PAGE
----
What Is Electrical Power Distribution?

Electrical power distribution is the final stage of an electrical power system, which entails the delivery of electricity to the load. The primary role of this section is to carry the electricity from the transmission lines to the loads in the individual customers to the different strata of society. In the power distribution section of an electrical power system, there are two main subsections: primary distribution and secondary distribution. Before we take a closer look at the nuances of an electric power substation, let’s take a look at its history to have a better understanding and appreciation for how far modern electric power distribution has come.

Overhead power lines

(Photo Credit : Geograph.org.uk)

History

The need for electric power distribution only emerged in the 1880s, once electricity was being produced by well-established industries. Before this, electricity was generated only where it was needed. While this sounds funny in the context of our power-driven modern world, the need or reach of electricity was extremely minimal before the 1880s! The first electric power distribution was implemented in the US and Europe for supplying public lighting to cities. The arc lighting used for the illumination of public pathways were of a rather high voltage order, around a magnitude of 3000 Volts, which was primarily used in arc lighting, or incandescent lighting, which had voltages as low as 100 V. Later on, arc lighting was predominantly used in public places, while incandescent lighting moved more into the illumination of people’s homes.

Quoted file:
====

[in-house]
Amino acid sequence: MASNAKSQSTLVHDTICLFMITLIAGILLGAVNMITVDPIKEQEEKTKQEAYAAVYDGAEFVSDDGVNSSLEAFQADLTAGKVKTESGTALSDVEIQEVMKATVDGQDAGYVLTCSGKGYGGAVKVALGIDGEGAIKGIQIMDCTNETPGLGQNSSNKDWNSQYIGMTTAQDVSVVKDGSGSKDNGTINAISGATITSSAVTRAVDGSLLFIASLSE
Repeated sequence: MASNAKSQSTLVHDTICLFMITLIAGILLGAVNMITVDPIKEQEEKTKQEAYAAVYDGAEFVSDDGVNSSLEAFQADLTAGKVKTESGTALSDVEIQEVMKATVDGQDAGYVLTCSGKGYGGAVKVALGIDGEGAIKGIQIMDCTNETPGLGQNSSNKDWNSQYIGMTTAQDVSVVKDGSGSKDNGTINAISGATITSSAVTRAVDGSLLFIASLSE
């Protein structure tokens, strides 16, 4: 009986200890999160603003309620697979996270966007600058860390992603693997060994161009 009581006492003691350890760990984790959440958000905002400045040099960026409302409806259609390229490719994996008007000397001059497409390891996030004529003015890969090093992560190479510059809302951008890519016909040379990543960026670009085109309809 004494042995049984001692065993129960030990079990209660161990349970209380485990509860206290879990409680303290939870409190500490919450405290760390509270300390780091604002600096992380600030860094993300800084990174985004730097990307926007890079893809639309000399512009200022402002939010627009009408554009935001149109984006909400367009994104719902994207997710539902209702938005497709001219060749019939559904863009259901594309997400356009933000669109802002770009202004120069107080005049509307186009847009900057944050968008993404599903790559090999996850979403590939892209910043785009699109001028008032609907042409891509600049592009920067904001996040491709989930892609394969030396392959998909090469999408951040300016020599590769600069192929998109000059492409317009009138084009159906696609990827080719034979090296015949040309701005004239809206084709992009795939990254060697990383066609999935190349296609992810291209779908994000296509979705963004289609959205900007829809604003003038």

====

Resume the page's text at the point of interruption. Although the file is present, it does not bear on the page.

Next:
Due to the high voltages used in arc lighting, a single generating station could supply a long string of lights—circuits up to 11 km long! Each doubling of the voltage would allow the same size cable to transmit the same amount of power four times the distance for a given power loss. Direct current indoor incandescent lighting systems, such as the first Edison Pearl Street Station installed in 1882, had difficulty supplying customers more than a mile away. This was due to the low 110-volt system being used throughout the system, from the generators to the final user. The Edison DC system needed thick copper conductor cables, and the generating plants needed to be within about 2.4 km of the furthest customer to avoid excessively large and expensive conductors.

This was where the difficulty of distribution in electricity started to occur. It was possible for the current to be transmitted at high voltages over long distances, but stepping it down for the consumer was a very problematic issue. This is where the transformer came in and played a key role in the mid-1880s, proving to be a major game changer. The functional transformer, which was the first transformer, played a pivotal role in the changing of voltage magnitude. This proved to be the first significant improvement towards the distribution of electric power and gave the ability to change the voltage as necessary for the situation, rather than having to build a complete ecosystem around one linear voltage level.

Primary Distribution